|Legal Reward||Attainable in Small Claims Court|
|Equitable||In most courts, no|
Use DoNotPay to write a legal demand letter
Once you’ve ascertained the viability of your claims against CenturyLink, you will have to write a demand letter and send it to CenturyLink. This step is actually mandatory for most small claims courts. These courts are designed to provide a quick, less formal legal process for dispute resolution. However, they still have a lot of cases on their hands.
One of the ways they clear the caseload is by making the opposing parties attempt to resolve their issues outside the courtroom first. If the defendant doesn’t respond to the plaintiff’s written demands, the latter can turn to a small claims court for adjudication. Now that you understand the importance of a good demand letter, you need to learn the essential elements that every letter in this format must contain:
- Personal data. For CenturyLink to know who they’re dealing with, you need to provide them with some necessary personal information. In most cases, that’s your contact information, postal address, and your legal first and last name. With that, the company can reach you if they’re willing to fulfill your demands outside the judicial process.
- Your grievance. You need to provide a full and detailed description of the issues you harbor against CenturyLink, along with the steps you suggest for reaching a settlement.
- Your stated intention to sue. Lastly, you need to make one thing perfectly clear: if the company is not willing to resolve your requests outside a court, you will sue them.
For people not used to writing formal legal letters, this demand letter may be a chore to compose. Not to mention that it will take quite a lot of time for someone lacking a legal education. But if you use the DoNotPay iPhone app or the web browser app, this stressful ordeal becomes cheerfully uncomplicated. Once you provide the DoNotPay chatbots with the relevant information about your issues, the app will generate a demand letter precisely tailored for your situation with CenturyLink! All that will be left for you to do is to physically print the letter out and send it to the company.
When you get to that point, however, know that CenturyLink has three different legal addresses and legal entities depending on what services they are providing you with. You will find all of them in the table below:
|Company Name||Legal Address||State and city|
|CenturyLink High-Speed Internet||931 14th Street, 9th Floor||Denver, CO 80202|
|CenturyLink Prism TV||600 New Century Parkway||New Century, KS 66031|
|CenturyLink Digital Home Phone||5454 W. 110th Street||Overland Park, KS 66211|
Handle all the legal paperwork with DoNotPay
If you’ve sent your demand letter to CenturyLink and they haven’t responded, you are free to file a suit against the company in small claims court. When it comes to filing paperwork, there is a lot of bureaucracy to deal with before the proceedings can actually begin. You will have to fill out forms for the court and potentially forms specific to each county too. As menial as it may seem, you need to pay attention to how many copies of the forms are required by the court; the number varies depending on your jurisdiction.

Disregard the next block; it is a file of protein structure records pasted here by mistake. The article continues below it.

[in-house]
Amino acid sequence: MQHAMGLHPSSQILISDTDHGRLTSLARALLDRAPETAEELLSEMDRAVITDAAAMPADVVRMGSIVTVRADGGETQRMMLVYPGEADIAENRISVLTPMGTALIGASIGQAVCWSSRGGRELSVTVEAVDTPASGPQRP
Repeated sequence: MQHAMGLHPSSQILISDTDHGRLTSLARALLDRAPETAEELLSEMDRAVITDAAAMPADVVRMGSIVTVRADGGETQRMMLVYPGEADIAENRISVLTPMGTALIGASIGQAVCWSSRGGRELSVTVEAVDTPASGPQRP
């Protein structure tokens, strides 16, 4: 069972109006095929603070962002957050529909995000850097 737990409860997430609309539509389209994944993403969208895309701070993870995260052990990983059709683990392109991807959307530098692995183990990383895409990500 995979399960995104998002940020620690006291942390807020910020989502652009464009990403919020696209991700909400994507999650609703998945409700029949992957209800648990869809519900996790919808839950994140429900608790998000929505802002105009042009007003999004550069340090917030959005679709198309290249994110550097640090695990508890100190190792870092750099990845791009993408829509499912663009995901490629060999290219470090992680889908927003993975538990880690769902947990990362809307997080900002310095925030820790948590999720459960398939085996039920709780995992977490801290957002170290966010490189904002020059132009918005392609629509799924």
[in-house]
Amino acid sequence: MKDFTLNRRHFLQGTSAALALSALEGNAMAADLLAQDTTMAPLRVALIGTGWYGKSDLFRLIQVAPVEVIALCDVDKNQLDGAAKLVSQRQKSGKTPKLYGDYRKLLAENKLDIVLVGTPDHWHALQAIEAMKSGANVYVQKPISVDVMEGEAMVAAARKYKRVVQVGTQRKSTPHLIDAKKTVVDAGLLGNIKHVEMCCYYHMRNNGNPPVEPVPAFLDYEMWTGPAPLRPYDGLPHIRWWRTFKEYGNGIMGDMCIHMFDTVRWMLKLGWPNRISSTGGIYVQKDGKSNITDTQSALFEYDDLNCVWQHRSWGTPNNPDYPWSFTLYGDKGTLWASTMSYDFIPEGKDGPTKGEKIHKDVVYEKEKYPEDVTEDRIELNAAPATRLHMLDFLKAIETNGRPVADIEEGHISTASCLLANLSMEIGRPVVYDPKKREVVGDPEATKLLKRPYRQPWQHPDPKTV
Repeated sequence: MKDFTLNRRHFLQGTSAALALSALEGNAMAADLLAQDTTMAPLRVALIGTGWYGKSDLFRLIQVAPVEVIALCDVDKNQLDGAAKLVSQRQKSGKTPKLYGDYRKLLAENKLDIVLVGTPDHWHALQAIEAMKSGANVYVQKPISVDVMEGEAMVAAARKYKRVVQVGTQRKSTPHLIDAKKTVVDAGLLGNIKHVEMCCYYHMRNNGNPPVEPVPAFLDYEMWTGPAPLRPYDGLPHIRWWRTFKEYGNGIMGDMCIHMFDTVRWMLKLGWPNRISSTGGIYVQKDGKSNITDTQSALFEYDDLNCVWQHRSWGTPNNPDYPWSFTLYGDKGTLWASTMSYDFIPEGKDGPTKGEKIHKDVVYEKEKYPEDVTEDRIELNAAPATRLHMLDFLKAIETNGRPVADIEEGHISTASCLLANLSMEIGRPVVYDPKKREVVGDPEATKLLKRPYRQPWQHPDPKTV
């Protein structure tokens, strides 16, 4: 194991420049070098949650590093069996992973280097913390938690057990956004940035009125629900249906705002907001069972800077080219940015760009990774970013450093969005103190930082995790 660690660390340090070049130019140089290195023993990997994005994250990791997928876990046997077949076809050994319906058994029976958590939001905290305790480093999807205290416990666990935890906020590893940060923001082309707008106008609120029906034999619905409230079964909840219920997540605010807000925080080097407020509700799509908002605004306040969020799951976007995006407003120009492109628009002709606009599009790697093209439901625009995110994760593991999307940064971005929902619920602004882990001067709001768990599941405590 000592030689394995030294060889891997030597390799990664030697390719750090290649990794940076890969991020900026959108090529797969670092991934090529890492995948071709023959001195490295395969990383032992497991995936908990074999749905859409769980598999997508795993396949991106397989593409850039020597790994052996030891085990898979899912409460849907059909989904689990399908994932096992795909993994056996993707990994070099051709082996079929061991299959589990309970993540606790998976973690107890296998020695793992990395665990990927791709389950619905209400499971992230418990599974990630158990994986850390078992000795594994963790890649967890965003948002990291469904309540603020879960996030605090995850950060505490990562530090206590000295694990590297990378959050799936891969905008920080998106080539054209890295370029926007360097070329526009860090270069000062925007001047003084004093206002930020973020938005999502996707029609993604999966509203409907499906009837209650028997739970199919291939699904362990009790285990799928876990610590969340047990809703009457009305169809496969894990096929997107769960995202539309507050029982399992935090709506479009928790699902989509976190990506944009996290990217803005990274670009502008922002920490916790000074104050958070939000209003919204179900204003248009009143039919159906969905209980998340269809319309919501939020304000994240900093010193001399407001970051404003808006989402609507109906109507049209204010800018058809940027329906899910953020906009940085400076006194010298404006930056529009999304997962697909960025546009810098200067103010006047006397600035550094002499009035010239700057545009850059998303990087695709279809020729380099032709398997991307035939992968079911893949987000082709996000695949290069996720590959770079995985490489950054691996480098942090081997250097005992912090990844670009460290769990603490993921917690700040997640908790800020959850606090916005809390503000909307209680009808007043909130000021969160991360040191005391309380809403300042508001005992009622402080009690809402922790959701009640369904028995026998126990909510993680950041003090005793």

Should all of this seem too hard even to bother, don’t worry; DoNotPay streamlines this step as well. With the web browser app or the iPhone app, you will know precisely what forms your relevant small claims court requires, along with the number of copies that you need. And filling them out will also be a breeze because DoNotPay automatically does it for you using the information you’ve provided to its chatbots.
DoNotPay will help you file your lawsuit against CenturyLink
If you use DoNotPay to complete all of the required court forms, you still have to file them with the court. This part of the process is specific to the small claims court in question, as all of them have slightly different rules on filing. For example, some courts have built a web platform where users can file a suit without even leaving their homes, while others request that any plaintiffs appear before the court clerk in person. Once you’re done with that, the clerk will assign you a court date on which you will present your case.
Keep in mind that in most small claims courts, the plaintiff must pay a fee when filing their lawsuit. Though the fee varies depending on the location, it’s rarely more than $75. If a plaintiff has a particularly bad financial position, some courts are lenient enough to waive the fee. The vital information you need to remember is:
- The date of your hearing
- The amount of your filing fee
If you’re finished filing the lawsuit against CenturyLink, you will also need to inform them of the proceedings. This process is widely referred to as “serving the defendant.” Usually, this pertains to the provision of a copy of the filed court forms to the company you’re suing, in this case, CenturyLink. This step is essential to the success of your case. All small claims courts have precise rules about the procedure of serving the defendant. Disrespecting them means risking the failure of your case on purely procedural grounds.